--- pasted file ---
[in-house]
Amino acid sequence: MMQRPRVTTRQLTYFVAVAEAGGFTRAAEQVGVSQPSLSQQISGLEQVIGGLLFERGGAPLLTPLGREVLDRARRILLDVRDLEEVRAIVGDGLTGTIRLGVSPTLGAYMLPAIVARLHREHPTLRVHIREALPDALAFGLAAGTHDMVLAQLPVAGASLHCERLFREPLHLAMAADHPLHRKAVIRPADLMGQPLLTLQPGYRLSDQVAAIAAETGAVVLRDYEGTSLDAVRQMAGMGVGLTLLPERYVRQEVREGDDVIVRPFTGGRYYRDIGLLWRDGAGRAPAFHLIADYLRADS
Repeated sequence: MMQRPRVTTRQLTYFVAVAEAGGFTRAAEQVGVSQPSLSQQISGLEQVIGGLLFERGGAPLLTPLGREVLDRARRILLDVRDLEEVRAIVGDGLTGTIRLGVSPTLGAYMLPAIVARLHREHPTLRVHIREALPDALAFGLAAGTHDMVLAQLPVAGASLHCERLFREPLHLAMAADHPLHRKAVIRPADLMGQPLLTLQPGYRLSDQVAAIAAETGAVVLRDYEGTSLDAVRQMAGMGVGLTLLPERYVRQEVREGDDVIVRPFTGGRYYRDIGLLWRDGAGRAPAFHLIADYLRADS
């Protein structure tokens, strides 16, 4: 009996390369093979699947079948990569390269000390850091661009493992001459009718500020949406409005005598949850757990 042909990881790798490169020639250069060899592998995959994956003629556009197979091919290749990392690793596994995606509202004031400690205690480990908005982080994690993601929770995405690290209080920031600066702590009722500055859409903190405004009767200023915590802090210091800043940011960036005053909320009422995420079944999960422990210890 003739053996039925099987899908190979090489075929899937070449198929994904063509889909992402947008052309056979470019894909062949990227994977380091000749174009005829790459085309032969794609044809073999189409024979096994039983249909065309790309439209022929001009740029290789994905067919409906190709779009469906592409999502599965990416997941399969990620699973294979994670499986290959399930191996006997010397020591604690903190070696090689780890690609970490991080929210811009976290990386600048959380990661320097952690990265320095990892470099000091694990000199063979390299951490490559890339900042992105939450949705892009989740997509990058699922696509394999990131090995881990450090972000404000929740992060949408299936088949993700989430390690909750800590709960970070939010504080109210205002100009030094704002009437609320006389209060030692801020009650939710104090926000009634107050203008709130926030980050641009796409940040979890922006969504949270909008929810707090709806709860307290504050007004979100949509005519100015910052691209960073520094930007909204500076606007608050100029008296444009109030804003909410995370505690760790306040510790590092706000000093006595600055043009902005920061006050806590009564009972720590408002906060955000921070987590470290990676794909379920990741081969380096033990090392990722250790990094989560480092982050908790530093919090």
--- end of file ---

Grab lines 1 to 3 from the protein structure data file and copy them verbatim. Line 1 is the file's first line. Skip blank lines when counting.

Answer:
[in-house]
Amino acid sequence: MMQRPRVTTRQLTYFVAVAEAGGFTRAAEQVGVSQPSLSQQISGLEQVIGGLLFERGGAPLLTPLGREVLDRARRILLDVRDLEEVRAIVGDGLTGTIRLGVSPTLGAYMLPAIVARLHREHPTLRVHIREALPDALAFGLAAGTHDMVLAQLPVAGASLHCERLFREPLHLAMAADHPLHRKAVIRPADLMGQPLLTLQPGYRLSDQVAAIAAETGAVVLRDYEGTSLDAVRQMAGMGVGLTLLPERYVRQEVREGDDVIVRPFTGGRYYRDIGLLWRDGAGRAPAFHLIADYLRADS
Repeated sequence: MMQRPRVTTRQLTYFVAVAEAGGFTRAAEQVGVSQPSLSQQISGLEQVIGGLLFERGGAPLLTPLGREVLDRARRILLDVRDLEEVRAIVGDGLTGTIRLGVSPTLGAYMLPAIVARLHREHPTLRVHIREALPDALAFGLAAGTHDMVLAQLPVAGASLHCERLFREPLHLAMAADHPLHRKAVIRPADLMGQPLLTLQPGYRLSDQVAAIAAETGAVVLRDYEGTSLDAVRQMAGMGVGLTLLPERYVRQEVREGDDVIVRPFTGGRYYRDIGLLWRDGAGRAPAFHLIADYLRADS